It was born as a minor issue in comparative linguistics; it grew into a full-fledged racial theory of history, and ended by almost devouring European civilization. The Aryan myth…..
The most famous proponent of the Aryan myth was Count Arthur de Gobineau, a Frenchman of great charm and considerable but erratic learning. Though he came, in fact, from a prosperous bourgeois family of Bordeaux, he convinced himself and his contemporaries that his lineage was truly aristocratic. Thus identifying himself with the harassed and impoverished French nobility, he looked with distaste upon the “progress” of nineteenth-century civilization.
The revolutions of 1848, which particularly horrified him, reinforced his sense of alienation from the modern world. To challenge the rising currents of democracy and socialism, he adopted a racial interpretation of history that had a long pedigree in France. This was the theory that the Gauls and Romans defeated by the so-called barbarian invaders were the ancestors of the French lower classes and that the aristocracy was descended from the conquering Franks, whom commentators by Gobineau’s time considered to be part of the Aryan stock. His hymn of praise to these Aryans was, therefore, also a chorus of protest against the democratization of French politics.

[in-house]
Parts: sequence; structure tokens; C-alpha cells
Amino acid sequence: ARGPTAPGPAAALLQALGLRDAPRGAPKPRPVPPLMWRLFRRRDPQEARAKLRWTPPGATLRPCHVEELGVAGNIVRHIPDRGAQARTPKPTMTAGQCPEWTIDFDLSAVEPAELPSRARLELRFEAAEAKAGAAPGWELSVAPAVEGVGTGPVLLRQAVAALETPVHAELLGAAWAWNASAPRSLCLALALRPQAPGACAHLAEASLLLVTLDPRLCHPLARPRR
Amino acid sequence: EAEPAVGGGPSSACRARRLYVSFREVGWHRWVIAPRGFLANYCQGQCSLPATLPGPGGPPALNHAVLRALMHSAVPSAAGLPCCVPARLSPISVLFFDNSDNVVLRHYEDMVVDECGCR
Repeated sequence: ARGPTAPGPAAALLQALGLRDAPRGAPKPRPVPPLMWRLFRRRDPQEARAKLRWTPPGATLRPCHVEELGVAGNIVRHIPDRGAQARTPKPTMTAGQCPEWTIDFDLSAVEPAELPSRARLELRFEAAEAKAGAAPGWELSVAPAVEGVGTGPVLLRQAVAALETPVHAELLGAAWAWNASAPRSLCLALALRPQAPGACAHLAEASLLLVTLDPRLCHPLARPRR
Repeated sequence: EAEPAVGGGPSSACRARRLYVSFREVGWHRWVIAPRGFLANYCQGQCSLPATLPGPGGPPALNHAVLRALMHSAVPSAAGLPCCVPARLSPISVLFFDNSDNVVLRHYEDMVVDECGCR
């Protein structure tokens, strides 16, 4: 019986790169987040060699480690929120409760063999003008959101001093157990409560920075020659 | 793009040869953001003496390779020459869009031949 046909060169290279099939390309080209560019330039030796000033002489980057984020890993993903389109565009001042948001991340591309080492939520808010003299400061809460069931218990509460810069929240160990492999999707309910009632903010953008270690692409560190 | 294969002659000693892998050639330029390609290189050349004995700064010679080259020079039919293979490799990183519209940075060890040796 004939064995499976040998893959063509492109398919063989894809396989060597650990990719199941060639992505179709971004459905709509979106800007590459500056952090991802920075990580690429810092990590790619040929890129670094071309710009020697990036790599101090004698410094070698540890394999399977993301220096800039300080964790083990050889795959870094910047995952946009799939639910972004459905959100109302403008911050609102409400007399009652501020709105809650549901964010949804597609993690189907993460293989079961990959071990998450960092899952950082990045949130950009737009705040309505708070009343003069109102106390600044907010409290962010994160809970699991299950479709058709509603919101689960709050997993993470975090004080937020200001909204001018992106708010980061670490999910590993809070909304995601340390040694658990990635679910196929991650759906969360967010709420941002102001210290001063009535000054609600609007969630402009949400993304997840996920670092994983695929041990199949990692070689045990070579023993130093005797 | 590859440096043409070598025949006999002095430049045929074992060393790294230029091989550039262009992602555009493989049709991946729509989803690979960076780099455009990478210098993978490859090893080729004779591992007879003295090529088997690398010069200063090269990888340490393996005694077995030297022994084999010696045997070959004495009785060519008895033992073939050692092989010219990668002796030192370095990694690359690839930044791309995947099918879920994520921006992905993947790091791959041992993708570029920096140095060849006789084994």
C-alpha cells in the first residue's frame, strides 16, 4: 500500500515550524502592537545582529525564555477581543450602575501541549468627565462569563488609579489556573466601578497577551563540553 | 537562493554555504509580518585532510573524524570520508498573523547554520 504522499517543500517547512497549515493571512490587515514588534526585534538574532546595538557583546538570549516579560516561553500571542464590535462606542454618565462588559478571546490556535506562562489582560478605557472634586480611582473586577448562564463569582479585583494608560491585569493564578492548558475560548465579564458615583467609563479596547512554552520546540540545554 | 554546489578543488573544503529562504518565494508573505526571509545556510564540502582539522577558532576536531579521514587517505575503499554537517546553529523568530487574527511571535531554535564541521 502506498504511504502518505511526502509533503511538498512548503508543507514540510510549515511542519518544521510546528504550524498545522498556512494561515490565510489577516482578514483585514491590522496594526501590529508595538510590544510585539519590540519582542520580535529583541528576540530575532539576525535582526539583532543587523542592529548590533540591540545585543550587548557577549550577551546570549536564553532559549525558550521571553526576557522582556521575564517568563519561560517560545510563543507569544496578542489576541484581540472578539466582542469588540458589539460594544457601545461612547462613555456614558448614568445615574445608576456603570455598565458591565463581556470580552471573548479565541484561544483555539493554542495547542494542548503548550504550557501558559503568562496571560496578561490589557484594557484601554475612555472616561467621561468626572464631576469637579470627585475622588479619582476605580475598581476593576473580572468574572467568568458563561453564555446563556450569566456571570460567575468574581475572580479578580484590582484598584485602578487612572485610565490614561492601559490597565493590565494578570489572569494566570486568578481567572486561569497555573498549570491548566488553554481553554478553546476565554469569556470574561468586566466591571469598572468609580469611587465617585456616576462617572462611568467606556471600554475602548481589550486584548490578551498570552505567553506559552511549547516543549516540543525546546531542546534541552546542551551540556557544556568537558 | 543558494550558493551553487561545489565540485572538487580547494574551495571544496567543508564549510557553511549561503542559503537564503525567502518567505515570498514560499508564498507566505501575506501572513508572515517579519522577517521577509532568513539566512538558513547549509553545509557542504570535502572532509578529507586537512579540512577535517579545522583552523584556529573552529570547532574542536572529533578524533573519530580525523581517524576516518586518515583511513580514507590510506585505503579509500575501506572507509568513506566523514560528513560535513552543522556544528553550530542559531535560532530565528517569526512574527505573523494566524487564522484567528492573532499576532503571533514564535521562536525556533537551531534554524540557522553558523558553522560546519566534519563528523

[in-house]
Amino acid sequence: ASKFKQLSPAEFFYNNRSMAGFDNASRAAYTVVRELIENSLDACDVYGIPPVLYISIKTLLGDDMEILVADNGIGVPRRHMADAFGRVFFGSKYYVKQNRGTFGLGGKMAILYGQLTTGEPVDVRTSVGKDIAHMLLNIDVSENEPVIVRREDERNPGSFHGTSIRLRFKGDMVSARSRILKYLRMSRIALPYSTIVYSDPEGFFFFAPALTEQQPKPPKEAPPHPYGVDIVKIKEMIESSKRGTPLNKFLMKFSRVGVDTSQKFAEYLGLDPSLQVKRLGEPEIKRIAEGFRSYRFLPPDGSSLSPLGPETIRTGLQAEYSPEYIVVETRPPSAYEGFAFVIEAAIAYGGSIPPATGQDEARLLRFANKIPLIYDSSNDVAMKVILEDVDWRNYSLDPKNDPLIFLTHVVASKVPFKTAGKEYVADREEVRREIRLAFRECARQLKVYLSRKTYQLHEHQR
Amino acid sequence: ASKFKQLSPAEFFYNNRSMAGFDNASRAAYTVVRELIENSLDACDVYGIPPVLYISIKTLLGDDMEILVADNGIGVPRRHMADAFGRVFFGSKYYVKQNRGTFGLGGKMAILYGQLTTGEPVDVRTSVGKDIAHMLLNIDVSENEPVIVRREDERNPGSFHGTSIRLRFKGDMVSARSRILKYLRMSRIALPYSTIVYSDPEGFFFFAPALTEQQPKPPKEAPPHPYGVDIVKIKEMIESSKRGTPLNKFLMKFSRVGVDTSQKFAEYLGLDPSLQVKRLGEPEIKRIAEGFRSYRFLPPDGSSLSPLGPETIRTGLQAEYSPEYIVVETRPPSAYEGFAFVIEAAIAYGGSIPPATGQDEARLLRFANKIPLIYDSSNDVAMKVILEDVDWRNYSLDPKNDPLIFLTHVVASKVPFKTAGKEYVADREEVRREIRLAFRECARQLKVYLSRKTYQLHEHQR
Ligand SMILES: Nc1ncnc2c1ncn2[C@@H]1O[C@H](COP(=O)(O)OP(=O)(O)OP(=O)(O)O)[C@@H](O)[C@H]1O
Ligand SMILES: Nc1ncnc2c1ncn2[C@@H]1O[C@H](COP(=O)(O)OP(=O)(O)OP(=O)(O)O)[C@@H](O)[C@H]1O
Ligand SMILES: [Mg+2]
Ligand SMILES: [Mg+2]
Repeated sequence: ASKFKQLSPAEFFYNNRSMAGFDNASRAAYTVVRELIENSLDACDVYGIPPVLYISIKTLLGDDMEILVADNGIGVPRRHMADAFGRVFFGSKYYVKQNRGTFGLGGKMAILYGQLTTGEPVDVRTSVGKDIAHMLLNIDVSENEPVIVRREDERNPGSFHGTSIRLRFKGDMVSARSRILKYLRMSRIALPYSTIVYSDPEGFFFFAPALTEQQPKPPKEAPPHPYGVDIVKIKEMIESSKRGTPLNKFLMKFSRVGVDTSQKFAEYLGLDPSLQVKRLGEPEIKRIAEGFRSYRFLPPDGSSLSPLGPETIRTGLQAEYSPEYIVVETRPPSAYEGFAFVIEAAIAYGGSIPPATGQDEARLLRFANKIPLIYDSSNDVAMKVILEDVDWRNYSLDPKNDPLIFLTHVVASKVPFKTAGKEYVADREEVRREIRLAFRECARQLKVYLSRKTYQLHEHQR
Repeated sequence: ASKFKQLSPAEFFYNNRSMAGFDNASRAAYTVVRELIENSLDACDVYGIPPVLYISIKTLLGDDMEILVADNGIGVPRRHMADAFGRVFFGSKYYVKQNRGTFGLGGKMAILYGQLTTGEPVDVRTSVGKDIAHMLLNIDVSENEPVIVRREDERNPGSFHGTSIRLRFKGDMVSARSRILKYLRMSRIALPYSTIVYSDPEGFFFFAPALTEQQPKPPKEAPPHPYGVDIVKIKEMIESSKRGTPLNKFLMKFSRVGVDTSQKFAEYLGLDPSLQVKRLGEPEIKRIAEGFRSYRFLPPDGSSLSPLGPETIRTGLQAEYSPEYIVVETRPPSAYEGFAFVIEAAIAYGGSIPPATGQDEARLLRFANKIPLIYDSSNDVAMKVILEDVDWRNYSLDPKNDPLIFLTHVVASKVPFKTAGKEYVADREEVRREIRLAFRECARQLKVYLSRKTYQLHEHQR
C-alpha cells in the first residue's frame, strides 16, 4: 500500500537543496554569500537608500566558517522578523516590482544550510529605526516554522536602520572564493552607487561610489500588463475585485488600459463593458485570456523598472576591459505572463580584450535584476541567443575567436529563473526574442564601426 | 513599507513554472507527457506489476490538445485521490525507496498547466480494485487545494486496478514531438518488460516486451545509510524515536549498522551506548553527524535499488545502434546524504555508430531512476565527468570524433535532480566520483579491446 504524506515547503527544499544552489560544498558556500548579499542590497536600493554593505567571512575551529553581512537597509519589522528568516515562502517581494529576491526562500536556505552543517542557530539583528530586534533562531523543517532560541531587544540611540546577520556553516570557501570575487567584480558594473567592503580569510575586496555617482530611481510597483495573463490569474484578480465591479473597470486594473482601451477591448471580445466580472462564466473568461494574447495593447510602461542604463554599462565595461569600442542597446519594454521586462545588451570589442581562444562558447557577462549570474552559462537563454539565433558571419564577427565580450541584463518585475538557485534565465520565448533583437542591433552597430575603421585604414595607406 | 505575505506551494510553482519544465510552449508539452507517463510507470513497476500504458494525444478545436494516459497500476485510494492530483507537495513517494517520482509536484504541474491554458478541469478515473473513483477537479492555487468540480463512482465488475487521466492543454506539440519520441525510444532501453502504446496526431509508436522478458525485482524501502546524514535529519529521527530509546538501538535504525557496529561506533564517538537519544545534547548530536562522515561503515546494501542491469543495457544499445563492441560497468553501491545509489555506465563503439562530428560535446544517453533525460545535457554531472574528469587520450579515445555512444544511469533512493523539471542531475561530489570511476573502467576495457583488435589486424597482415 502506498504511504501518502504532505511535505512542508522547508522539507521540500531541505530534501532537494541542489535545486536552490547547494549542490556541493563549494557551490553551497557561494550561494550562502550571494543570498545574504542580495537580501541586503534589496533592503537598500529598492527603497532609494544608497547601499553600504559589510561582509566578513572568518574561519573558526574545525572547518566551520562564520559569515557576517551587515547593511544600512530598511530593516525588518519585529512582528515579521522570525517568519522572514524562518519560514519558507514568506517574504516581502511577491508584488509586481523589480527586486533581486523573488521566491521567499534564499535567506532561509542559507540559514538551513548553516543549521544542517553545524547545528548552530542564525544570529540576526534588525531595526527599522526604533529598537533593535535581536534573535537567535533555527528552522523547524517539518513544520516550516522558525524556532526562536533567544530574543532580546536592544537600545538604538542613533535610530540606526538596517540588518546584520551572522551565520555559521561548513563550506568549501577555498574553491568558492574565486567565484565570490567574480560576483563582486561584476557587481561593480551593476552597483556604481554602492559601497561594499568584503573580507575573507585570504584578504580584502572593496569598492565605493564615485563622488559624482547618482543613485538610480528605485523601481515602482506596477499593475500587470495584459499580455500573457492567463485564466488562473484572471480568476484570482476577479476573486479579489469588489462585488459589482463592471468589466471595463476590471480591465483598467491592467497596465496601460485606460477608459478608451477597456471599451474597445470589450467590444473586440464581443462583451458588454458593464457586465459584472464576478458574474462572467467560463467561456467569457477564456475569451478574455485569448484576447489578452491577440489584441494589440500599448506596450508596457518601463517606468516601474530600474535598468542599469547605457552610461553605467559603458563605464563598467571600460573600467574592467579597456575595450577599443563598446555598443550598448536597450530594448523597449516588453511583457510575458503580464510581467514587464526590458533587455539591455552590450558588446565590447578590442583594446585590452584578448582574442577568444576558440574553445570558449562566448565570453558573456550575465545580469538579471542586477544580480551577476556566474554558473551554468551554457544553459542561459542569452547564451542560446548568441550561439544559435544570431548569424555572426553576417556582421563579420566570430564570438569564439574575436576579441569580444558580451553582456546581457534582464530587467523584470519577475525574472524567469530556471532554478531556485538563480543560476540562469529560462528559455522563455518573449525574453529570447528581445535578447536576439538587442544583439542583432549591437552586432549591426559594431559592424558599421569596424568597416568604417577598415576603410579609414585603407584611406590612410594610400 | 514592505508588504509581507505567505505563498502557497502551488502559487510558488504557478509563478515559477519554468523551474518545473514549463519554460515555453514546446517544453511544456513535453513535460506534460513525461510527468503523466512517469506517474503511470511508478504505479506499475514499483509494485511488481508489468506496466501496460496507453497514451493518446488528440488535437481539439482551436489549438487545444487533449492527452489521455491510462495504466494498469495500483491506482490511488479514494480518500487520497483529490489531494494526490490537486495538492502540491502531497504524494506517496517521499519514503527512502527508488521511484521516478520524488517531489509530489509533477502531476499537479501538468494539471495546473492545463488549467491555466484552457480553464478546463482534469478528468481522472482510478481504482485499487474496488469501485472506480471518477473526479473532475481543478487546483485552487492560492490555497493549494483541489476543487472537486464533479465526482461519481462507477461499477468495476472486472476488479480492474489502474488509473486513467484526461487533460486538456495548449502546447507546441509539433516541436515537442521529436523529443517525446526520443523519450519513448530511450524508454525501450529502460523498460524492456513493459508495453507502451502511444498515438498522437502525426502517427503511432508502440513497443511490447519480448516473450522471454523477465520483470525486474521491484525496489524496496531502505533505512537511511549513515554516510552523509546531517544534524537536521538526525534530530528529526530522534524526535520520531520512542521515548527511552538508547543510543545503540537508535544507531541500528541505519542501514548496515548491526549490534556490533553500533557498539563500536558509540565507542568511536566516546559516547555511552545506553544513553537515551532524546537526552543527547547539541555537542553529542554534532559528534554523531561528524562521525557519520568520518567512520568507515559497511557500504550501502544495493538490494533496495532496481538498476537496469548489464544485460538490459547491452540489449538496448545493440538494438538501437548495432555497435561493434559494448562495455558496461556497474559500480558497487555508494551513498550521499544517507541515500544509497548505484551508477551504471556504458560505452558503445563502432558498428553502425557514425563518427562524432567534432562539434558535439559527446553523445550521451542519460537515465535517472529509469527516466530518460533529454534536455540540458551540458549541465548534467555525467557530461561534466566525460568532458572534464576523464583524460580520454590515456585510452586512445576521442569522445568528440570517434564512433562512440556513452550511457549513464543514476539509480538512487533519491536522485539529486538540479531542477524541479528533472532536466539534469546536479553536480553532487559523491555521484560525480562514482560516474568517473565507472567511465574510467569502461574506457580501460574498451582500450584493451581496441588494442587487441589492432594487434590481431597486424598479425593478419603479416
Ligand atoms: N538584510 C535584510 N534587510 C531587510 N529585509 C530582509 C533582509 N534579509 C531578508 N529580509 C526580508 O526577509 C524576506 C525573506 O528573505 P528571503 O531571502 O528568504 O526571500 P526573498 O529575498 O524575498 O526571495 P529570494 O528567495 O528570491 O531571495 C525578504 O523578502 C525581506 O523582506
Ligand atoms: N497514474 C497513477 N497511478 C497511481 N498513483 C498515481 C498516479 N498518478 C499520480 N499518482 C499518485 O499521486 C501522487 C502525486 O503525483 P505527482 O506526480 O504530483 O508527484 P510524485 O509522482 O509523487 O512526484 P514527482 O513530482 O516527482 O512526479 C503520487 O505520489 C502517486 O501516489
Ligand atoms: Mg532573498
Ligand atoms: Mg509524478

Gobineau insisted that mankind was divided basically into three races- black, yellow and white arranged in descending order. He further argued that withing the white race itself, the Aryan branch, originating in central Asia, was the finest of all. The rise and fall of civilizations, together with other political and social phenomena, were controlled ultimately by the workings of blood mixture between these races. Gobineau was unusual in suggesting that civilizations could be created only when the Aryans were intermixed on a limited scale, with their colored inferiors. However, his description of the Aryans is typical of the myth: he said they were tall, blond, powerful, and alert, that they loved freedom but placed honor above all.
The similarities between the racist Gobineau and the communist Marx, between a conception of history dominated by Aryan destiny and one enslaved to the destiny of the proletariat, are evident. So, too are their shared intolerance and limitation of vision. But, though some of Marx’s myths have proved therapeutically useful in provoking helpful revisions of social attitudes, no such qualification applies to the disastrous results of Gobineau’s Aryanism. Ironically, Gobineau was drawn to the myth by considerations of class conflict. He identified the Aryans not only with the ancient French aristocracy but also with much of the European nobility, a caste whose overthrow by Slav and Latin was virtually complete.